DRUG COMPANIES UNFAIRLY SCAPEGOATED
October 4, 2004
A new book by Marcia Angell, former editor of the New England Journal of Medicine, criticizes the pharmaceutical industry for being uncaring, profit-hungry and manipulative. Her point of view, however, is contradictory and supports policies that will stifle the creation of new, life-saving drugs, says Elizabeth Whelan, president of the American Council on Science and Health.
Rather than scapegoat drug companies, we should commend them, says Whelan. She points out:
- New drug prices are high because pharmaceutical companies assume the cost of research and development.
- Price controls would stifle economic incentives for innovation; in countries with price controls, such as Canada, no new drugs are put on the market.
- Over 10 years, 300 new drugs have been approved by the Food & Drug Administration -- including those to help treat depression, AIDS and Alzheimer's.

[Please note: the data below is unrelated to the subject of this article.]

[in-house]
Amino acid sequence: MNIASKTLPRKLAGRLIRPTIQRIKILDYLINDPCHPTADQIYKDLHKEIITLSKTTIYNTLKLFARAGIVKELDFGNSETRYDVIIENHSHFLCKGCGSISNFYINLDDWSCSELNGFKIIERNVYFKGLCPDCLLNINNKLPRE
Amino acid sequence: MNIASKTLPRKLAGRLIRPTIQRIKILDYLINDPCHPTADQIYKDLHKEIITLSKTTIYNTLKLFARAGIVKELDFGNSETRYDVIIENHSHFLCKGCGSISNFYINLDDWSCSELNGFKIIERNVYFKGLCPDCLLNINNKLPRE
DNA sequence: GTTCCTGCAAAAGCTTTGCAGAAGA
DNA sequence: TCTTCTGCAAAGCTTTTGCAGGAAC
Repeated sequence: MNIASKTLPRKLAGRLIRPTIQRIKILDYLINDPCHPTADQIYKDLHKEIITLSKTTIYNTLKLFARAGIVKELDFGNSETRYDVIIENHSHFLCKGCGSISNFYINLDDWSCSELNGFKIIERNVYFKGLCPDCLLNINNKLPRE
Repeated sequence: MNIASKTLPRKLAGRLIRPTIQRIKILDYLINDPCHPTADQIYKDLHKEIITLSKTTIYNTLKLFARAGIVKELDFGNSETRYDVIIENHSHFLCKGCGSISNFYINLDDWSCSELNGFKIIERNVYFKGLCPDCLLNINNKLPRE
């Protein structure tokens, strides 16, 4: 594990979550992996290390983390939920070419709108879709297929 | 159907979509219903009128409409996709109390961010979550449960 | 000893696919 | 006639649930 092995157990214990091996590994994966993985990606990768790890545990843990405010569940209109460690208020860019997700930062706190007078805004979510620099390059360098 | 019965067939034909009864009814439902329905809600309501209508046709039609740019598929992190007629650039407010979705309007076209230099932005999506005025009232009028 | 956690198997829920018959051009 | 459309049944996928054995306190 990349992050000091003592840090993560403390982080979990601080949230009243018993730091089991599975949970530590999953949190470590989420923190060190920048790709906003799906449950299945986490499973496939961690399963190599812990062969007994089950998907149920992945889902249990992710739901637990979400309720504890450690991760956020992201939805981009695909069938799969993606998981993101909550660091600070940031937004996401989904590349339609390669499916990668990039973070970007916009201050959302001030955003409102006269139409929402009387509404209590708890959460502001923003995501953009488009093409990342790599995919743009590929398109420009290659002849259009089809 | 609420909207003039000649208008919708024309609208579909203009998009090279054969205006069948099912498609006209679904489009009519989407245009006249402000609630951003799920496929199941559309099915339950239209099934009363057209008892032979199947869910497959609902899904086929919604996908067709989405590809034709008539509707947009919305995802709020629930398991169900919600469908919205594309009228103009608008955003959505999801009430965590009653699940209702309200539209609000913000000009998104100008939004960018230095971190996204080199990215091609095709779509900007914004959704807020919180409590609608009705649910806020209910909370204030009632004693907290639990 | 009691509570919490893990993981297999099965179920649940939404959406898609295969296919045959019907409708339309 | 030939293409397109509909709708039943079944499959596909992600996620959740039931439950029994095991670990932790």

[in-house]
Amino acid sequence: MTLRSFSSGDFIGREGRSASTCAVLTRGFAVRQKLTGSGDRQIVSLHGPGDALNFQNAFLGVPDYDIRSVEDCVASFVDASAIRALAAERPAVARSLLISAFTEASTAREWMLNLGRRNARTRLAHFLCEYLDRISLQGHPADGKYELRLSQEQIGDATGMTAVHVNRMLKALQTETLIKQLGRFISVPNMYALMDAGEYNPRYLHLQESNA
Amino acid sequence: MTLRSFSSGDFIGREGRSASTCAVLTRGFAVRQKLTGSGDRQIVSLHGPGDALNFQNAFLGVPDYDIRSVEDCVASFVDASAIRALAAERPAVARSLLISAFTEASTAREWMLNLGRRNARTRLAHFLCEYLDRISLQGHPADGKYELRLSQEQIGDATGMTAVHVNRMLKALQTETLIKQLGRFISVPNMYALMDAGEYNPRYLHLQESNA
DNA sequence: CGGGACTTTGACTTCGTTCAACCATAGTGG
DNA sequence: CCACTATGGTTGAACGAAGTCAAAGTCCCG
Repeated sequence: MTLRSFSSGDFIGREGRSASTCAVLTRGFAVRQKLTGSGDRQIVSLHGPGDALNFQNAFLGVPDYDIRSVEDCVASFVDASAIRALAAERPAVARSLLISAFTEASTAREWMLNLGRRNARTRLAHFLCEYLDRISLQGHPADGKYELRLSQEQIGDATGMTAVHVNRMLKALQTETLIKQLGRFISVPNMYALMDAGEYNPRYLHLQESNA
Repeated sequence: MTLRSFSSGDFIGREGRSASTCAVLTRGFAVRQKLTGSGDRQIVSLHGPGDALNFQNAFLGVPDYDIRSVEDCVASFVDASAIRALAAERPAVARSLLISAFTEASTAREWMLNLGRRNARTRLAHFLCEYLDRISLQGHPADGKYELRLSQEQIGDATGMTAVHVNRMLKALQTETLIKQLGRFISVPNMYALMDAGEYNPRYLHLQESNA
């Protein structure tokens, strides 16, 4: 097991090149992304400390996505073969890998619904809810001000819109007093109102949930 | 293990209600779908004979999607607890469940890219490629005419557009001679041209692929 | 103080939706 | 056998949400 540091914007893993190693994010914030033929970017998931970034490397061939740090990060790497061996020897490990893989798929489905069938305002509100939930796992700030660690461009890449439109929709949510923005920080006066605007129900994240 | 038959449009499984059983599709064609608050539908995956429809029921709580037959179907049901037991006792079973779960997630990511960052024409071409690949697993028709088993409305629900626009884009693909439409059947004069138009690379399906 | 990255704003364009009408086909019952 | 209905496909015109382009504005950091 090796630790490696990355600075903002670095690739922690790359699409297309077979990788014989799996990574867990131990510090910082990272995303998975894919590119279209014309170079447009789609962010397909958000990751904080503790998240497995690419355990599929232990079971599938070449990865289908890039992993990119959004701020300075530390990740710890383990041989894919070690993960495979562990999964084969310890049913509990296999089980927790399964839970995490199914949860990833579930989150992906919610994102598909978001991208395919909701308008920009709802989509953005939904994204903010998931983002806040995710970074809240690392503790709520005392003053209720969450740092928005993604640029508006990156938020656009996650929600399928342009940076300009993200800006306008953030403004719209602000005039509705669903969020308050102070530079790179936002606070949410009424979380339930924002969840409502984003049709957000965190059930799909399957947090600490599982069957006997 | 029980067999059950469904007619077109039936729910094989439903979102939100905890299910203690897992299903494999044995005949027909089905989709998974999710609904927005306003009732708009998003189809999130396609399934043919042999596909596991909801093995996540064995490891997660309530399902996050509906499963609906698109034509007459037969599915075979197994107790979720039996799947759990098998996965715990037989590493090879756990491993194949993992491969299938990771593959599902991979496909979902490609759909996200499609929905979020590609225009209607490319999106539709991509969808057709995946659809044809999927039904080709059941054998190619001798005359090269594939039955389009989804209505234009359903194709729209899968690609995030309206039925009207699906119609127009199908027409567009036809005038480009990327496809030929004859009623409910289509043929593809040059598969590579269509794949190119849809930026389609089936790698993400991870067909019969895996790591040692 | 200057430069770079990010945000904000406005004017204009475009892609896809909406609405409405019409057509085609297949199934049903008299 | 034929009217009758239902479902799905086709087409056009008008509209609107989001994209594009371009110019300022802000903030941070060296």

Whelan notes that drugs are no different from other necessary consumer products such as food and housing. Many older Americans, she says, spend $10,000 - $20,000 or more for nonessential items such as vacations, golf and dining out, so spending $5,000 a year for drugs to keep a person alive is not unreasonable.
Moreover, she says Angell's argument for importing drugs from Canada because they hold no health risk is dangerous. Only recently, she points out, the FDA warned of the possibility of terror plots involving imported contaminated pharmaceuticals.
Additionally, Whelan points out that the national price controls Angell supports would stifle incentives for drug companies to develop new treatments.
Source: Elizabeth M. Whelan, "Drug Companies Under Attack," Washington Times, September 21, 2004, Marcia Angell, "The Truth About Drug Companies: How They Deceive Us and What to Do About It," Random House, August 24, 2004.
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